For reasons out of my control, I never made it to Japan. I’m still a little devastated that I never got to fulfil that role. But what I did manage to accomplish during a worldwide pandemic was the start of my blogging business.

Ironically, I never wrote about travel. My blog was created to help others navigate working from home and mindfully balance their day.

I continued to teach English online in the months that followed but when my blog began to take off a year later, I chose to pursue it full-time and monetise it through affiliate marketing.

My blog has now grown to over 30,000 monthly readers and reaches women all over the world. I continue to run it while also growing a life coaching business.

Final thoughts

TEFL changed my life.

If I didn’t have the opportunity to teach English abroad, then I most likely would have had to go back to a 9 to 5 job.

Teaching English abroad taught me amazing people skills, patience, adaptability and how to connect with a diverse range of learners.

It paved the way for me to become a coach and mentor.

Being an online English teacher opened the doors for a digital nomad lifestyle. It supported my ethos of doing things on my own terms and solidified the idea that I have the freedom to work from anywhere.

If you’re looking to escape the mundane 9 to 5 and travel the world but are not sure how to fund your trip, then I 100% recommend starting out teaching English abroad. It will give you the flexibility and stability you need to get started with the digital nomad lifestyle and travel the world.

My 5 top tips for teaching English abroad

  • Complete your TEFL course before leaving home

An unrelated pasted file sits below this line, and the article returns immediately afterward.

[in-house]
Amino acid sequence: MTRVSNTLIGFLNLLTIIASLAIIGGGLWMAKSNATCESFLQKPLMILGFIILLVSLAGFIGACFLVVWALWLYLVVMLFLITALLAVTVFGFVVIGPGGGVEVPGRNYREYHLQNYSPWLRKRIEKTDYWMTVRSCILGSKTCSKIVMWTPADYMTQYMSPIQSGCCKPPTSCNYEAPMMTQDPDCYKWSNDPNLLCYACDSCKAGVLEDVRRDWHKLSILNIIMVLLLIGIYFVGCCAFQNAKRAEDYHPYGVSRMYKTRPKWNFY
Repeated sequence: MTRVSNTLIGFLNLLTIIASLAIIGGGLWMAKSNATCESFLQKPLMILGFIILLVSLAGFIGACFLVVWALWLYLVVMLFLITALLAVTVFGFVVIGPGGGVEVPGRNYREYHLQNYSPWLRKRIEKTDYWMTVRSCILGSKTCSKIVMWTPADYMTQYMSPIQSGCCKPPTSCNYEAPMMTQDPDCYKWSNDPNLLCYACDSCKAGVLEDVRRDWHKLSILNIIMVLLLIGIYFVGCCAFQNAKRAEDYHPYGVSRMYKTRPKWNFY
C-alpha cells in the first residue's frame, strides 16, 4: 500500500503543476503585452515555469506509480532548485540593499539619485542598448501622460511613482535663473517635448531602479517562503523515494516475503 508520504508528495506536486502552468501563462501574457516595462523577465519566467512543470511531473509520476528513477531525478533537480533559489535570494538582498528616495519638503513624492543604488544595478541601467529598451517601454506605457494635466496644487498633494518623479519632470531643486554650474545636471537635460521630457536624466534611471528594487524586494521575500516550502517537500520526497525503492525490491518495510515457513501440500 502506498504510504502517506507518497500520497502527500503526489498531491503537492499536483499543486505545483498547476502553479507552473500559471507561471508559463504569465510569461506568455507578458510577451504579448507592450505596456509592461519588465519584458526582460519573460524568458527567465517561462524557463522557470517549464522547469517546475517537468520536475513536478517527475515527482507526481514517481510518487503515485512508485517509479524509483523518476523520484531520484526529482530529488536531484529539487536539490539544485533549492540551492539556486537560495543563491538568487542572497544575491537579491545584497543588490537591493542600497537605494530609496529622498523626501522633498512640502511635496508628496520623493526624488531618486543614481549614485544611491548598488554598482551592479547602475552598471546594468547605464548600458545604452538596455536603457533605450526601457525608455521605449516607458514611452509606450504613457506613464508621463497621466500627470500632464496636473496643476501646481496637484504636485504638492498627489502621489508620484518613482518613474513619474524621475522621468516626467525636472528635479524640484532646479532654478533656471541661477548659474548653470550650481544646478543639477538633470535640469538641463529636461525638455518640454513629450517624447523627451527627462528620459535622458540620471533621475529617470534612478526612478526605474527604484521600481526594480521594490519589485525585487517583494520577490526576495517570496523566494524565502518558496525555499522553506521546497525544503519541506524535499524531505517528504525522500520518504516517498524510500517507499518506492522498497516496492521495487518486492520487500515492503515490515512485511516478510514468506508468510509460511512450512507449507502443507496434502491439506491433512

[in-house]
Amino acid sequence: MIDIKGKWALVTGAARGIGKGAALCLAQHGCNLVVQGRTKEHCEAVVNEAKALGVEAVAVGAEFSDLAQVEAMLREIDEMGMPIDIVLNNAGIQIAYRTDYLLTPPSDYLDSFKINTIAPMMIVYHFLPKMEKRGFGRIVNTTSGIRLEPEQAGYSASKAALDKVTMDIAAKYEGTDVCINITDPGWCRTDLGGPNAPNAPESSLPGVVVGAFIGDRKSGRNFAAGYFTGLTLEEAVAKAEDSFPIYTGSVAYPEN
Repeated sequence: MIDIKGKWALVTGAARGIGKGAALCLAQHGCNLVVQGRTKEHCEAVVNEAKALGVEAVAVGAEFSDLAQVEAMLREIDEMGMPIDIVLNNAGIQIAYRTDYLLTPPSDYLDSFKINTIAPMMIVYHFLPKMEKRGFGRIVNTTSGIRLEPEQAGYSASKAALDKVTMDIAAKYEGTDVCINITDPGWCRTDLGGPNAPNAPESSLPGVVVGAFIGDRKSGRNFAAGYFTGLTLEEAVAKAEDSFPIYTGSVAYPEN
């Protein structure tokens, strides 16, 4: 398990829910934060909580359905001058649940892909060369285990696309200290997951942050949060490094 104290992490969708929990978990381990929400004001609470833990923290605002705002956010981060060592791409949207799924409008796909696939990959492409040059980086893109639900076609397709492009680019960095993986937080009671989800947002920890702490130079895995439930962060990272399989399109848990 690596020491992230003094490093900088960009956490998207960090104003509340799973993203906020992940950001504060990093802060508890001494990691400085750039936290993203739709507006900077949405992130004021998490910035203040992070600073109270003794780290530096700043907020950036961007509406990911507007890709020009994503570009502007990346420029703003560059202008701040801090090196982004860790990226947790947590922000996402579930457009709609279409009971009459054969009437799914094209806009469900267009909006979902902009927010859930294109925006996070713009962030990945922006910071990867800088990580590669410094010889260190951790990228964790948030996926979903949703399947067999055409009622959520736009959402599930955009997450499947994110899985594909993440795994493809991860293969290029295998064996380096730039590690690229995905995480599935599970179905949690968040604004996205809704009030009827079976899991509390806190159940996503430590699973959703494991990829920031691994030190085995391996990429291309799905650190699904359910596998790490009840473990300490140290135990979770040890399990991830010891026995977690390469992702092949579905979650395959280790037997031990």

It’s way easier to do your TEFL training before you’ve stepped foot outside your home country because:

  • There are less distractions
  • What else are you doing with your time other than scrolling and watching Netflix?

Use your time wisely and study for your certification alongside your job so you still have financial stability.

I also recommend applying for and securing a job before you leave home as this can help with visa applications.

  • Write a travel bucket list

Set a 3-minute timer and write down a bucket list of countries you’ve always wanted to travel to.

Take the top 5 destinations and apply for teaching jobs in those countries.

Hot tip → Make sure the living standards of the places you choose are more affordable than your home country. For example, Japan may be a stretch if you’re just starting out and have no savings whereas Thailand and Vietnam are perfect for first-time teachers and travellers.

  • Pack light (and for basic living)

I’ve been travelling for the majority of 6 years and I still have the same backpack that I left London with all those years ago in 2017.

Trust me when I say this, you don’t need much when you travel. Just take the essential items e.g. clothes, toiletries, passport, money and your laptop. You’ll 100% be able to find and buy new clothes and other necessary items wherever you are.

Hot tip → Before you pack, ask your school what you need to wear for your classes as they might require a specific dress code. I turned up in Peru with the wrong type of clothes and had to haul ass to H&M to buy the right outfits.

  • Don’t leave home without travel insurance

You’ll regret it if you do and always be anxious. I use Safety Wing as they have a monthly pay-and-go plan purely for nomads.

  • Have fun

Travel is all about exploring, learning about different cultures, eating all the food and making friends. Just because you’re teaching doesn’t mean you can’t have fun so enjoy it.

You’ll also find that people are so much more relaxed when you meet them in a foreign setting so take advantage of that.

About the author

Hey, I’m Thalia — Coach, Mentor, Blogger and Nomad.

In 2017, I left my toxic 9 to 5 to build a happier and healthier life and I’ve been travelling the world ever since.

I’m now on a mission to help unsatisfied and unfulfilled women do the same.

For daily(ish) self-care tips you can find me on Instagram and Pinterest under @notesbythalia

And for a deeper dive into how to create your dream life, head over to my blog notesbythalia.com

P.S. I still have not yet been to Japan.